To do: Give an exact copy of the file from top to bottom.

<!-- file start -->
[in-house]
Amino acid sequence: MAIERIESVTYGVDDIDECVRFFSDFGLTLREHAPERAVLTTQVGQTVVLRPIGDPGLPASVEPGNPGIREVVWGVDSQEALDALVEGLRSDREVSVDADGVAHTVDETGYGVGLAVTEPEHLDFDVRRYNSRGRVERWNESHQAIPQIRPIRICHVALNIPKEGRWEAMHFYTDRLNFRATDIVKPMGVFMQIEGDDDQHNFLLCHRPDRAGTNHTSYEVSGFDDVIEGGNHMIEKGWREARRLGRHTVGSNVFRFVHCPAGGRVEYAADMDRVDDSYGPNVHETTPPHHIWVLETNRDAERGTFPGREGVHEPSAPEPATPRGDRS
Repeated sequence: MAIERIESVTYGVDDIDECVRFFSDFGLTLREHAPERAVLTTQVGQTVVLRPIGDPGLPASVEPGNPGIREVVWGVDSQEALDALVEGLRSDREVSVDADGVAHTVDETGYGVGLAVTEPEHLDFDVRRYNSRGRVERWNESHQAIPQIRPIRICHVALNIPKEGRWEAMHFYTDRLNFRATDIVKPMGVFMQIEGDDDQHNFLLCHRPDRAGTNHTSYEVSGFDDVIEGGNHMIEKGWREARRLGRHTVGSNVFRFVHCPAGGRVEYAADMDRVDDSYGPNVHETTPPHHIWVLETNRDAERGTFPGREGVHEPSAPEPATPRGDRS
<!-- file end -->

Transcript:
[in-house]
Amino acid sequence: MAIERIESVTYGVDDIDECVRFFSDFGLTLREHAPERAVLTTQVGQTVVLRPIGDPGLPASVEPGNPGIREVVWGVDSQEALDALVEGLRSDREVSVDADGVAHTVDETGYGVGLAVTEPEHLDFDVRRYNSRGRVERWNESHQAIPQIRPIRICHVALNIPKEGRWEAMHFYTDRLNFRATDIVKPMGVFMQIEGDDDQHNFLLCHRPDRAGTNHTSYEVSGFDDVIEGGNHMIEKGWREARRLGRHTVGSNVFRFVHCPAGGRVEYAADMDRVDDSYGPNVHETTPPHHIWVLETNRDAERGTFPGREGVHEPSAPEPATPRGDRS
Repeated sequence: MAIERIESVTYGVDDIDECVRFFSDFGLTLREHAPERAVLTTQVGQTVVLRPIGDPGLPASVEPGNPGIREVVWGVDSQEALDALVEGLRSDREVSVDADGVAHTVDETGYGVGLAVTEPEHLDFDVRRYNSRGRVERWNESHQAIPQIRPIRICHVALNIPKEGRWEAMHFYTDRLNFRATDIVKPMGVFMQIEGDDDQHNFLLCHRPDRAGTNHTSYEVSGFDDVIEGGNHMIEKGWREARRLGRHTVGSNVFRFVHCPAGGRVEYAADMDRVDDSYGPNVHETTPPHHIWVLETNRDAERGTFPGREGVHEPSAPEPATPRGDRS